Omega West Reactor

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Coordinates: 35°52′35″N 106°17′29″W / 35.876476°N 106.291294°W / 35.876476; -106.291294

The Omega West Reactor (OWR) was an experimental nuclear reactor located at Los Alamos National Laboratory in Los Alamos NM. OMR was completed in 1956 and primarily used for scientific scale nuclear research until it was fully decommissioned in 1994. It operated 24 hours a day, five days a week until 1972, when it went to eight hours a day, five days a week operation. The original purpose of the reactor was to collect nuclear material properties in support of the United States nuclear weapons program. Other uses included production of useful medical isotopes.[1] The reactor was capable of producing an external beam of neutrons via beam tubes which extended through the reactor shielding. These were provided for external neutron beam experiments including: neutron radiography, neutron capture studies, gamma ray studies, neutron cross section measurements and neutron activation studies.[2]

The reactor's low-pressure design and tall vertical vessel made it possible for a lead glass window to be installed at the top, through which the active core could be viewed directly.

The active core of the Omega West Reactor.

Very few production nuclear reactors were ever designed with viewing windows. The blue glow seen in the picture is characteristic of Cherenkov radiation.

Core design[edit]

The core consisted of an aluminum grid with 54 vertical channels arranged in 6 rows by 9 channels wide. The channels could be used for fuel rods, experiments and additional uses. An additional 8 channels were used for control rods.[2] The core was contained in a cylindrical stainless steel tank 2.4 meters in diameter and 7.3 meters tall. The core was surrounded by a heavy concrete shield which also served as a secondary containment vessel.[3] One of the configurations of the reactor had a 2.5-inch-thick (64 mm) lead gamma ray shield installed in the first row and 4-inch-thick (100 mm) beryllium blocks installed in row 6. This left rows 2 through 5 for installation of fuel and experimental usage. A typical core loading consisted of 33 fuel elements, each containing 236 grams of 93% enriched Uranium (when new).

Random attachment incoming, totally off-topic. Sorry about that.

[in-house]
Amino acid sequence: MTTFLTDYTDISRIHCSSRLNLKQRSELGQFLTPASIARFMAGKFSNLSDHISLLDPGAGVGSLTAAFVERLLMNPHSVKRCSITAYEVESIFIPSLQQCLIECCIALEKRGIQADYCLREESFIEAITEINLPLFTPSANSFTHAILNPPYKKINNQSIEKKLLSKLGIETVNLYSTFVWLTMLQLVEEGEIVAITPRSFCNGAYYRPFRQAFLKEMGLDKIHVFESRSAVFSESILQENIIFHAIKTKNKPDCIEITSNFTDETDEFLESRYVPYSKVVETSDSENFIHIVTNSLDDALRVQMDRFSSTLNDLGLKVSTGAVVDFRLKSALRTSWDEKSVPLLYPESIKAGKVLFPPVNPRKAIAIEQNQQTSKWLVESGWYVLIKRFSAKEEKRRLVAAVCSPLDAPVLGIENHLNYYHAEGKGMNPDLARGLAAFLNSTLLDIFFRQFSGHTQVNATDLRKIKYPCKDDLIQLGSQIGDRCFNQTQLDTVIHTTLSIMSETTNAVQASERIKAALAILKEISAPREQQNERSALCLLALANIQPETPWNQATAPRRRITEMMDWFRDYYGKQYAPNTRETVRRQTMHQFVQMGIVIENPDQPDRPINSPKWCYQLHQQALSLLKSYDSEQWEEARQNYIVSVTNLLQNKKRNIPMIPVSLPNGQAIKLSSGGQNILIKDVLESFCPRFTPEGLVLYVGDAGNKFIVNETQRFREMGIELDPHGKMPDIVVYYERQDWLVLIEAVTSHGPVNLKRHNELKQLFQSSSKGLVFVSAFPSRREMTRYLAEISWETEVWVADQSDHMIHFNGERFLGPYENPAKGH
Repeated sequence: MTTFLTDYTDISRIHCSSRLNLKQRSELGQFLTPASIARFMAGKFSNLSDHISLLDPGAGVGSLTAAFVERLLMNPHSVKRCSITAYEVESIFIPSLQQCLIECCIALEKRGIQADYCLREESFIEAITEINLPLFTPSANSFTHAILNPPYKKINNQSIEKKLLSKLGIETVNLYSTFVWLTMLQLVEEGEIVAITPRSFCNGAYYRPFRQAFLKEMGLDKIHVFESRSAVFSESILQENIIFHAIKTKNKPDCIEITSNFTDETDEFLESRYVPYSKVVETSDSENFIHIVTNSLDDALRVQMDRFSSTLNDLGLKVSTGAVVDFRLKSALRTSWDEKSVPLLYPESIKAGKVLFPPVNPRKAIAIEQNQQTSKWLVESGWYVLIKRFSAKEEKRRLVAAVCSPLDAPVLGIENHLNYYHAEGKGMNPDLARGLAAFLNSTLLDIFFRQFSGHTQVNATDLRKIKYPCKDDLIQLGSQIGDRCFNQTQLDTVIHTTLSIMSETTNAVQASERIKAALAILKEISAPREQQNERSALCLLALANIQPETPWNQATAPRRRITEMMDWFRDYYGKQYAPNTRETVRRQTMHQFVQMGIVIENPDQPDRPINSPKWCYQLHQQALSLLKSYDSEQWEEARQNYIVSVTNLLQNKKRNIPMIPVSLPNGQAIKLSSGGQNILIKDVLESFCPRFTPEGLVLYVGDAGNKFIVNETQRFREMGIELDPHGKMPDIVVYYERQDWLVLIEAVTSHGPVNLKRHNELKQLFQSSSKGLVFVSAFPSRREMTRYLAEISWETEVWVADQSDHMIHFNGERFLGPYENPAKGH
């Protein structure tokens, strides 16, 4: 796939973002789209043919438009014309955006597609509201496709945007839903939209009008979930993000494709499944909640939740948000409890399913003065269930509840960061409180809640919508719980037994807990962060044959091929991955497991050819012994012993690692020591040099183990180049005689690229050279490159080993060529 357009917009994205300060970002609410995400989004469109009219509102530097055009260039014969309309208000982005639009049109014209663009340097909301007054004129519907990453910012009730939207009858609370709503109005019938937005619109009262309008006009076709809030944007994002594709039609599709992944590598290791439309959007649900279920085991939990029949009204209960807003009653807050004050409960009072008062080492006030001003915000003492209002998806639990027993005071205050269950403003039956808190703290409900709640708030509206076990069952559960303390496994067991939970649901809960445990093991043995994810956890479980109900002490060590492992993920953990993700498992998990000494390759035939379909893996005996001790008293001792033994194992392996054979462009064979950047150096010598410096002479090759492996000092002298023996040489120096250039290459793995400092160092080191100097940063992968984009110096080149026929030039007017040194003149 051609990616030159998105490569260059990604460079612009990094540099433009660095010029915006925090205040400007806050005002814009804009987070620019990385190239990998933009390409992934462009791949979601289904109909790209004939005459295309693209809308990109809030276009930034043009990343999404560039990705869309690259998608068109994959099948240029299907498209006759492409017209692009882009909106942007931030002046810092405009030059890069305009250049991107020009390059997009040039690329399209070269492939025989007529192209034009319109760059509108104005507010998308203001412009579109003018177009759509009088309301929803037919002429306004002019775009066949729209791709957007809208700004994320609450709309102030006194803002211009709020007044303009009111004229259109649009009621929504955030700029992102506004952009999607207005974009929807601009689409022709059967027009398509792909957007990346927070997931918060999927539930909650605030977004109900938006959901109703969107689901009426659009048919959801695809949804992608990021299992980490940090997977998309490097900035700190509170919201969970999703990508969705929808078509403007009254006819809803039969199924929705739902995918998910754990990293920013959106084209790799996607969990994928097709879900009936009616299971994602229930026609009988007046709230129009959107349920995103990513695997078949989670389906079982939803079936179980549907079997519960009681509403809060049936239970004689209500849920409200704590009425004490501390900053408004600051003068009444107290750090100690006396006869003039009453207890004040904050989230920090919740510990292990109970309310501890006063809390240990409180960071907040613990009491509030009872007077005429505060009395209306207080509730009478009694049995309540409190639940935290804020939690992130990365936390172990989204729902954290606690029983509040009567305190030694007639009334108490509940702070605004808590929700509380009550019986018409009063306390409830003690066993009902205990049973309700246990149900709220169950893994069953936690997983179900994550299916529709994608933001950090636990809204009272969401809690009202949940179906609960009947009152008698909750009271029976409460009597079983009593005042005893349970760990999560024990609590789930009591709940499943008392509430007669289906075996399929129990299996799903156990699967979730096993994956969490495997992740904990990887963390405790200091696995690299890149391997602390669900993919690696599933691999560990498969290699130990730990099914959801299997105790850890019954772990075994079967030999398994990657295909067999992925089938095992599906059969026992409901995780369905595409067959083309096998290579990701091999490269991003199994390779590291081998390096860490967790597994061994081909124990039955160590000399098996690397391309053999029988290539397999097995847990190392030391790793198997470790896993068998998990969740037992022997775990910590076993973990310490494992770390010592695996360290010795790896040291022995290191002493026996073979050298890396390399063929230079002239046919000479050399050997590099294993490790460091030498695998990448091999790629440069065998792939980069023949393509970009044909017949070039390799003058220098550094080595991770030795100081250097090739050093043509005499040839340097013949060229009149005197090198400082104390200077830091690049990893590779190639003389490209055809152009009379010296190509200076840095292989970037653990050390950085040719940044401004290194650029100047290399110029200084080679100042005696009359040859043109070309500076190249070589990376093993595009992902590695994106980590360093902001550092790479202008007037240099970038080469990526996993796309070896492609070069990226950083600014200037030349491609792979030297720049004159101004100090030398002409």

Cooling and moderation was provided by ordinary (light) water which transferred heat out of the core to the air via cooling towers. The reactor could be operated at low power in natural convection mode. At full power the flowrate through the core was 13,250 liters/minute.[2]


The reactor operated successfully until 1992 when an unplanned power spike caused an automatic shutdown. During the shut down an investigation revealed a tritium contaminated cooling water leak at which time the Department of Energy had the fuel rods removed and placed the reactor in permanent safe shut down mode and scheduled for decontamination and decommissioning. The OWR was fully decommissioned in 1994 and demolished in 2003. The demolition project was completed under budget and ahead of schedule.[4]


The reactor met the following specifications:[2]

  • Reactor Vessel - Tank type
  • Core Design - 54 fuel rods (maximum)
  • Fuel - Highly Enriched Uranium up to 93%
  • Coolant - Light Water
  • Moderator - Light Water
  • Control Rods - 8ea. Borated Stainless Steel
  • Maximum power level - 8 megawatts thermal.

See also[edit]


  1. ^ Ostic, Kathryn. "Laboratory decommissioning Omega West Reactor starting next month" Published by Los Alamos National Laboratory. May 15, 2002. Document is available here:
  2. ^ a b c d A. R. Lyle, H. T. Williams, and M. E. Bunker. "The Omega West Reactor" Published in 1983 by Los Alamos National Laboratory. Document #LA-UR-83-3404.
  3. ^ A. Andrade, and T. A. Ayers "THE OMEGA WEST REACTOR: DESIGN BASIS AND PHYSICS MEASUREMENTS" Published by Los Alamos National Laboratory. Document# LA-UR-94-144
  4. ^ LANL Public affairs office. "Lab Completes Omega West reactor Decommissioning" Published by Los Alamos National Laboratory. July 30, 2003. Document is available here: